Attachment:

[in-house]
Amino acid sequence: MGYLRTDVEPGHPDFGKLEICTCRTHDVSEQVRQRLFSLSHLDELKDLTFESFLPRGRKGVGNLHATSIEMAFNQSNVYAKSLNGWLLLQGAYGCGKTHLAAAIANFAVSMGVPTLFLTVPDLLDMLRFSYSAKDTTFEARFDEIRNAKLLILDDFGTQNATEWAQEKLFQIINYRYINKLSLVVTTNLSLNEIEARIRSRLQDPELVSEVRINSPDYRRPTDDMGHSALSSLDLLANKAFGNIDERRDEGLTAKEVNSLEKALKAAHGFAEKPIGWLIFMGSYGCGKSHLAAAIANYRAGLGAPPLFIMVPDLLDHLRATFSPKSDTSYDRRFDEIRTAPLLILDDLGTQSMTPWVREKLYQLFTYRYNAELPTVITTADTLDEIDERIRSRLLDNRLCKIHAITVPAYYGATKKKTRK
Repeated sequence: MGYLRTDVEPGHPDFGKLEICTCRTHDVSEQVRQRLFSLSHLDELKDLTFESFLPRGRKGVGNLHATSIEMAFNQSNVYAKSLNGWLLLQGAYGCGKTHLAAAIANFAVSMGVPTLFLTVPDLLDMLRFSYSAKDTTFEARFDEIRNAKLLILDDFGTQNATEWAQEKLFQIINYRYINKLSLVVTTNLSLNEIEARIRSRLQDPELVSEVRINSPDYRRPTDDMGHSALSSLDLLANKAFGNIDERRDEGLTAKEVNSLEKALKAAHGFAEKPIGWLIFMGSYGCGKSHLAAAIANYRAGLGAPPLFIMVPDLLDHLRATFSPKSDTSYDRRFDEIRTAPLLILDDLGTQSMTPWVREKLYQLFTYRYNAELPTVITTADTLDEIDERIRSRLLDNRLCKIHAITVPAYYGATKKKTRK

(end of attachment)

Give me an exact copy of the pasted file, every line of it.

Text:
[in-house]
Amino acid sequence: MGYLRTDVEPGHPDFGKLEICTCRTHDVSEQVRQRLFSLSHLDELKDLTFESFLPRGRKGVGNLHATSIEMAFNQSNVYAKSLNGWLLLQGAYGCGKTHLAAAIANFAVSMGVPTLFLTVPDLLDMLRFSYSAKDTTFEARFDEIRNAKLLILDDFGTQNATEWAQEKLFQIINYRYINKLSLVVTTNLSLNEIEARIRSRLQDPELVSEVRINSPDYRRPTDDMGHSALSSLDLLANKAFGNIDERRDEGLTAKEVNSLEKALKAAHGFAEKPIGWLIFMGSYGCGKSHLAAAIANYRAGLGAPPLFIMVPDLLDHLRATFSPKSDTSYDRRFDEIRTAPLLILDDLGTQSMTPWVREKLYQLFTYRYNAELPTVITTADTLDEIDERIRSRLLDNRLCKIHAITVPAYYGATKKKTRK
Repeated sequence: MGYLRTDVEPGHPDFGKLEICTCRTHDVSEQVRQRLFSLSHLDELKDLTFESFLPRGRKGVGNLHATSIEMAFNQSNVYAKSLNGWLLLQGAYGCGKTHLAAAIANFAVSMGVPTLFLTVPDLLDMLRFSYSAKDTTFEARFDEIRNAKLLILDDFGTQNATEWAQEKLFQIINYRYINKLSLVVTTNLSLNEIEARIRSRLQDPELVSEVRINSPDYRRPTDDMGHSALSSLDLLANKAFGNIDERRDEGLTAKEVNSLEKALKAAHGFAEKPIGWLIFMGSYGCGKSHLAAAIANYRAGLGAPPLFIMVPDLLDHLRATFSPKSDTSYDRRFDEIRTAPLLILDDLGTQSMTPWVREKLYQLFTYRYNAELPTVITTADTLDEIDERIRSRLLDNRLCKIHAITVPAYYGATKKKTRK